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Its Payday, Not Tax Day for Millions of Americans

2 min readBy: Scott Hodge

While many Americans are in a panic to pay their taxA tax is a mandatory payment or charge collected by local, state, and national governments from individuals or businesses to cover the costs of general government services, goods, and activities. bill today, millions of others are getting a generous "refund" check back from the IRS, which is not much different from a welfare check except that it's run through the tax code instead of through the Department of Health and Human Services.

According to the latest IRS data, the amount of refundable credits paid out by the IRS has doubled in real terms since 1996. Most tax credits can only reduce a taxpayer's amount due to zero, but the EITC and the child tax creditA tax credit is a provision that reduces a taxpayer’s final tax bill, dollar-for-dollar. A tax credit differs from deductions and exemptions, which reduce taxable income, rather than the taxpayer’s tax bill directly. are also refundable, meaning that taxpayers are eligible to receive a check even if they have paid no income tax during the year.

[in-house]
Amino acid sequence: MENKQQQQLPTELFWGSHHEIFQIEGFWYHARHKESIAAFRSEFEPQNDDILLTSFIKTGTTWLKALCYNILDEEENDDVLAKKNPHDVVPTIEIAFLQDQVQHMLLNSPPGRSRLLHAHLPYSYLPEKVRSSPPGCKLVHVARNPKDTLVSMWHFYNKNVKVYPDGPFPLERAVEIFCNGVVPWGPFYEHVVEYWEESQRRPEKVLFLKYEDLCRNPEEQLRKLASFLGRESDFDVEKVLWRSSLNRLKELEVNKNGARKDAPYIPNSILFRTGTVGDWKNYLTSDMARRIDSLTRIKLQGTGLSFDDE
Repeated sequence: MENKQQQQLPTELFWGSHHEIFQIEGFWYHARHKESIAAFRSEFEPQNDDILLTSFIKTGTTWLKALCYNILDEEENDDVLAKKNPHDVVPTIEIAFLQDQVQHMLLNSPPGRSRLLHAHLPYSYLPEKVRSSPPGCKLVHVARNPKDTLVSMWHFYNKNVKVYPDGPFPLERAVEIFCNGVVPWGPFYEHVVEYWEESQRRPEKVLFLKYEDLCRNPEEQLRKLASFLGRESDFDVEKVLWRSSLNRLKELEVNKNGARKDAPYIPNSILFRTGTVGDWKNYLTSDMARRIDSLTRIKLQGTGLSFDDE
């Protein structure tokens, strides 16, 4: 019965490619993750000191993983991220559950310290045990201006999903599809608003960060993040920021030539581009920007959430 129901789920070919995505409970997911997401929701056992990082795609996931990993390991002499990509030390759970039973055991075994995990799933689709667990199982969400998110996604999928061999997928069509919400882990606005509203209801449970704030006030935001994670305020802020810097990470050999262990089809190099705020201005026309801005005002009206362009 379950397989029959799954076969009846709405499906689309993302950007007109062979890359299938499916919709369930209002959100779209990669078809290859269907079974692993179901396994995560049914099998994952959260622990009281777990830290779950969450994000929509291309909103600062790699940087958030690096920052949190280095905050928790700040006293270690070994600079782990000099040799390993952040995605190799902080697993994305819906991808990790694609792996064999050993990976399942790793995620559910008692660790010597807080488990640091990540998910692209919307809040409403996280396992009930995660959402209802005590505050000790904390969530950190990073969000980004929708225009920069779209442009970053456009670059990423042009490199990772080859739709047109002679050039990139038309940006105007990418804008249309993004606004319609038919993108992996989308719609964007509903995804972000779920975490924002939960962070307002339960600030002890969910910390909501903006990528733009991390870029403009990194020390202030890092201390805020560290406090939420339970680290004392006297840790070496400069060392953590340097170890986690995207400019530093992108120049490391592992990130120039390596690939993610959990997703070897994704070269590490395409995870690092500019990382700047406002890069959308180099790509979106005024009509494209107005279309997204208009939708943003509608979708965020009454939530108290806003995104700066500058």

In 2008, 25 million tax filers received $51.6 billion in EITC benefits. Of this amount, $50.5 billion was refundable in excess of their income tax liability. Also in 2008, some 25.3 million filers received $30.7 billion in child tax credit benefits, with more than 18 million of these filers getting $20.5 billion in refundable checks. Many families are eligible for both the EITC and the child credit. These are not refunds of overpaid tax; they are payments to people who have already gotten back everything that was withheld from their paychecks during the year.

Quite aside from the fact that these refundable credits remove millions of people from the roster of Americans who support the government by paying the income tax, these credits have other undesirable effects such as added tax complexity.

According to the annual report of the IRS's National Taxpayer Advocate, about 62 percent of all taxpayers use tax return preparers, and the percentage climbs to about 73 percent for those claiming the EITC.[2] Moreover, the complexity of EITC eligibility is a contributing factor to the estimated $10 billion to $12 billion in erroneous overpayments out of nearly $44 billion of total EITC claims in 2006.[3]